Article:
Twenty Years On we pay homage to the victims and survivors of 9/11. I have friends who were psychologically and physically affected by the attack. I personally experienced a mental gut-wrenching while watching the attack live on TV, saw the second plane heading for the towers and realized in an instant that the timing was explicitly focused on the first responders to the initial attack. Television has never made me physically ill, but that scene almost made me vomit. I think the most profound thing I experienced was the utter helplessness and loss of agency in that moment. Not I, nor the military, nor the government, nor anyone, could do anything to stop the juggernaut.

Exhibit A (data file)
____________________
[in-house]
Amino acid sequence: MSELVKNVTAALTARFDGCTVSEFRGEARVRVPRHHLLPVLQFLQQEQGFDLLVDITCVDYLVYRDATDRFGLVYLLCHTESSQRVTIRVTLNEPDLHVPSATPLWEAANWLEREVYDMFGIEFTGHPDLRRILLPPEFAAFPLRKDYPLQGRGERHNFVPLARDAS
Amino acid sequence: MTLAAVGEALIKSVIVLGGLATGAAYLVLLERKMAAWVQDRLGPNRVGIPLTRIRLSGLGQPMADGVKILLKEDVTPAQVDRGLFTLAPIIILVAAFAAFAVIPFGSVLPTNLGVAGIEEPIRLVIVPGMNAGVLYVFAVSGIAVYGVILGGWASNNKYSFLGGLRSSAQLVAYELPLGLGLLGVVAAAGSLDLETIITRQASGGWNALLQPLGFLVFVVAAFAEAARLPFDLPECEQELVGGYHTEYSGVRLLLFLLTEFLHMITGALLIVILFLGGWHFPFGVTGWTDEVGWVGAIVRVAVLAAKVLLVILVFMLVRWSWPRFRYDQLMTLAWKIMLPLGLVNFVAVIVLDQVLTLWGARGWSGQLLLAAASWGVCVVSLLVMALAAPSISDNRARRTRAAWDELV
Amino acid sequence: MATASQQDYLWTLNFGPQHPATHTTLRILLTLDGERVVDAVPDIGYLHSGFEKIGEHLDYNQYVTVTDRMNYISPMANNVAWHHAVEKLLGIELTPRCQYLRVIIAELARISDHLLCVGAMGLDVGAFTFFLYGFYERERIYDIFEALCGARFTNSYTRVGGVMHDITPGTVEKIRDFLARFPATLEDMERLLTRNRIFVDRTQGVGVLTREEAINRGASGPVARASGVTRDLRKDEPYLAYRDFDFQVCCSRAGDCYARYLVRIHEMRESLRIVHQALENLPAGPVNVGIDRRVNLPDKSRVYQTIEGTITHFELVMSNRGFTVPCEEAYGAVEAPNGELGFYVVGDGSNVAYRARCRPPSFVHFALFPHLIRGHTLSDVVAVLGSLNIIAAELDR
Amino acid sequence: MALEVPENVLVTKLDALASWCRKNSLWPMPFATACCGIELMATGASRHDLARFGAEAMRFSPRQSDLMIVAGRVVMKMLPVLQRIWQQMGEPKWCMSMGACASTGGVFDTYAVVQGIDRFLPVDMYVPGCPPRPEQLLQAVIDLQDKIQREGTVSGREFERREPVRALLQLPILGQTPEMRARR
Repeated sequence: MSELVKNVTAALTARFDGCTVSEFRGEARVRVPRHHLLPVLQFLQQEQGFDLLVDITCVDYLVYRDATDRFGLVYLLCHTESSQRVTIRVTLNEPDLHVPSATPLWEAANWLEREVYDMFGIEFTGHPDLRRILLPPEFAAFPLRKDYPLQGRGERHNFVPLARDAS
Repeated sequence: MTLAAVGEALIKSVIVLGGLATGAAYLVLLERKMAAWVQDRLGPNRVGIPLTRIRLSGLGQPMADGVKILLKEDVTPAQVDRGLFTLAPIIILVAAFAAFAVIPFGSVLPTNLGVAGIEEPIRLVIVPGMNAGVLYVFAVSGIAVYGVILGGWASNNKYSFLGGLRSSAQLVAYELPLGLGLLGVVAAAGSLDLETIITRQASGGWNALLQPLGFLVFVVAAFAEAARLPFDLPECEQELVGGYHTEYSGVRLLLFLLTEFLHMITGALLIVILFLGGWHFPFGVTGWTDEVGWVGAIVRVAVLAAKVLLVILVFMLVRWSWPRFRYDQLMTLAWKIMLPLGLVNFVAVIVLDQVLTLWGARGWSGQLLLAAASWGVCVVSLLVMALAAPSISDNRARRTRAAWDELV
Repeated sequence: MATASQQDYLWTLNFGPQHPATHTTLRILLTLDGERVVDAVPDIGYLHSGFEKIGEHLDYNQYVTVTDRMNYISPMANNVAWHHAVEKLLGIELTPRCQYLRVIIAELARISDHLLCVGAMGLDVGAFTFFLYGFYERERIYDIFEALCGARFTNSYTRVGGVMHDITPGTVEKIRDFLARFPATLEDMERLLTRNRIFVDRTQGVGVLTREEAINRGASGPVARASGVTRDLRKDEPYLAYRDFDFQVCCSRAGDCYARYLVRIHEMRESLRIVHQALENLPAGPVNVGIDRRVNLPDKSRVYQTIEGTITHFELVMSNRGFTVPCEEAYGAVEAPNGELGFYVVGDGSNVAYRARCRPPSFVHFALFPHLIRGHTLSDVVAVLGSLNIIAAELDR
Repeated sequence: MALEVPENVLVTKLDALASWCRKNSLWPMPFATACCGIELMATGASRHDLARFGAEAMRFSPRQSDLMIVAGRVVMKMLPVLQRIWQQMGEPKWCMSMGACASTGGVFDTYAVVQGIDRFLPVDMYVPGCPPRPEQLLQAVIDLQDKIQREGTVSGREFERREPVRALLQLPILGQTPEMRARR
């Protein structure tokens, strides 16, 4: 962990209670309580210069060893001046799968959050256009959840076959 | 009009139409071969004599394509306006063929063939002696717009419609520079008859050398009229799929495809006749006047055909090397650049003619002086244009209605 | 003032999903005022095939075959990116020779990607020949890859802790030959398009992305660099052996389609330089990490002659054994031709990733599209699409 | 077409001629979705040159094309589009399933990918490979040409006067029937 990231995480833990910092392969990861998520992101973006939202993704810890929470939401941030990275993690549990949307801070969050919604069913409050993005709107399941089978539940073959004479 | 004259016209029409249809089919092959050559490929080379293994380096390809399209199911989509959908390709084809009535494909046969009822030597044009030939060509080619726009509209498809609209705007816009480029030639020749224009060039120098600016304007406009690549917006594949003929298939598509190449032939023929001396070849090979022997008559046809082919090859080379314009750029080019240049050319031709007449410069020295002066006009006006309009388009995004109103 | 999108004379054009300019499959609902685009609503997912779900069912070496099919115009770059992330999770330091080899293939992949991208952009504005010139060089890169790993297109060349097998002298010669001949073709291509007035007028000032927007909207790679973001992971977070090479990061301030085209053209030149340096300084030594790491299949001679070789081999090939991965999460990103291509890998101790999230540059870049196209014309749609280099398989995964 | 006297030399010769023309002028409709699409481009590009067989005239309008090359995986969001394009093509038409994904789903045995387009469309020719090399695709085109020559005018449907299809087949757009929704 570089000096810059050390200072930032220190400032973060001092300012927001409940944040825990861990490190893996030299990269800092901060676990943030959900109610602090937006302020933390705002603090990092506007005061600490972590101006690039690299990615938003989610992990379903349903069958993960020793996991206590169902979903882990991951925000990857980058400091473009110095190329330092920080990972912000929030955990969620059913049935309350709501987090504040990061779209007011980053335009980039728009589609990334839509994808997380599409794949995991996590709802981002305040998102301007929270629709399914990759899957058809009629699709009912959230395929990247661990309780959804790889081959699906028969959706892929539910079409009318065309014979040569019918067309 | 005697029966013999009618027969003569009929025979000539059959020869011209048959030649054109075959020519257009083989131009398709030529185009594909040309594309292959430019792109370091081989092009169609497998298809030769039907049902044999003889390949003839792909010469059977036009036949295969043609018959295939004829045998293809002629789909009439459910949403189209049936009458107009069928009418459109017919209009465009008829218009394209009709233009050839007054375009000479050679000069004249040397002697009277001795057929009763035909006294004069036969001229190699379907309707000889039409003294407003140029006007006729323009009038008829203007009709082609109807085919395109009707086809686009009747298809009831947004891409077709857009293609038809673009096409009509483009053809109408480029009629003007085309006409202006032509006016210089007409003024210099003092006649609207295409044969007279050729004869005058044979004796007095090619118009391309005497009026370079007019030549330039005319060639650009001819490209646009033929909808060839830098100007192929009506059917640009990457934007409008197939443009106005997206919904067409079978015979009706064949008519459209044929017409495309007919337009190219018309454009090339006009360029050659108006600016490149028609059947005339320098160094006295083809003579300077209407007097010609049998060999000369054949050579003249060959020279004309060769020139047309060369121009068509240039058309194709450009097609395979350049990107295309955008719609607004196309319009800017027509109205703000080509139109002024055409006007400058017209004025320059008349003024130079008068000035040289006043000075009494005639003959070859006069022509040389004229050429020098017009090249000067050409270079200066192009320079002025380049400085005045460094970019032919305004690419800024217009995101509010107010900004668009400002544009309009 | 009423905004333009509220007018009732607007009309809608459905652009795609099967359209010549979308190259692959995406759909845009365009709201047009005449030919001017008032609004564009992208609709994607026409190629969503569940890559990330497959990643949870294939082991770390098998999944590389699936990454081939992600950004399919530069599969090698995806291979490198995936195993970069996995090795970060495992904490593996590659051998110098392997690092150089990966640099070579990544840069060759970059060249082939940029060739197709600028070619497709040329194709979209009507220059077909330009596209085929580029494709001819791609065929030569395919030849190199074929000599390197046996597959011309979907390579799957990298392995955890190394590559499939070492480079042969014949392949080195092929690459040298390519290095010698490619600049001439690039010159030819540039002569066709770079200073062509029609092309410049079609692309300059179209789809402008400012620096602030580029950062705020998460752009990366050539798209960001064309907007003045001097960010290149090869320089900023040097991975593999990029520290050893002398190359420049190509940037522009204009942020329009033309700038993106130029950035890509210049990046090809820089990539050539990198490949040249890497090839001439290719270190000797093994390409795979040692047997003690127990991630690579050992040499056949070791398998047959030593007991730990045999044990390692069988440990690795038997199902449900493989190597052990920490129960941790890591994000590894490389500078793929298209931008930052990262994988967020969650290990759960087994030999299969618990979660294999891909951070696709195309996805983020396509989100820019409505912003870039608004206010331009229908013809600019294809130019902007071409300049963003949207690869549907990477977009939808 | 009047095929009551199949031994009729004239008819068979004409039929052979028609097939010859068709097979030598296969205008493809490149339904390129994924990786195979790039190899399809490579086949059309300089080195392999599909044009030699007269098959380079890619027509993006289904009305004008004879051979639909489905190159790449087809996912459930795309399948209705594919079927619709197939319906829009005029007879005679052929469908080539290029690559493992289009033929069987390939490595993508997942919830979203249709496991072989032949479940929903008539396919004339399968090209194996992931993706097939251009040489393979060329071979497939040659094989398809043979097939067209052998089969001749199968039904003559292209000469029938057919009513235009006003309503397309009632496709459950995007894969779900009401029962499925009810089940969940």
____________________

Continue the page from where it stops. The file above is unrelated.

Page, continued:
The sadness and anger that lingers twenty years later should be directed, I think, not externally but at our own selves and our government for reacting viscerally and emotionally to the attack, rather than cooly, and logically. The past twenty years have shown us, through profound changes to our society, that the attack achieved its aims, much as we would like to deny it.
Unlike Imperial Japan’s attack on Pearl Harbor to which the 9/11 attack is often compared, Pearl Harbor caused the nation to react in anger and determination. 9/11, to react in anger and fear.
We’re still reacting from fear twenty years on, proving, if nothing else, that that emotion is the strongest driver of political change known to us, a vulnerability that we are aware of but continually ignore to our own great peril.
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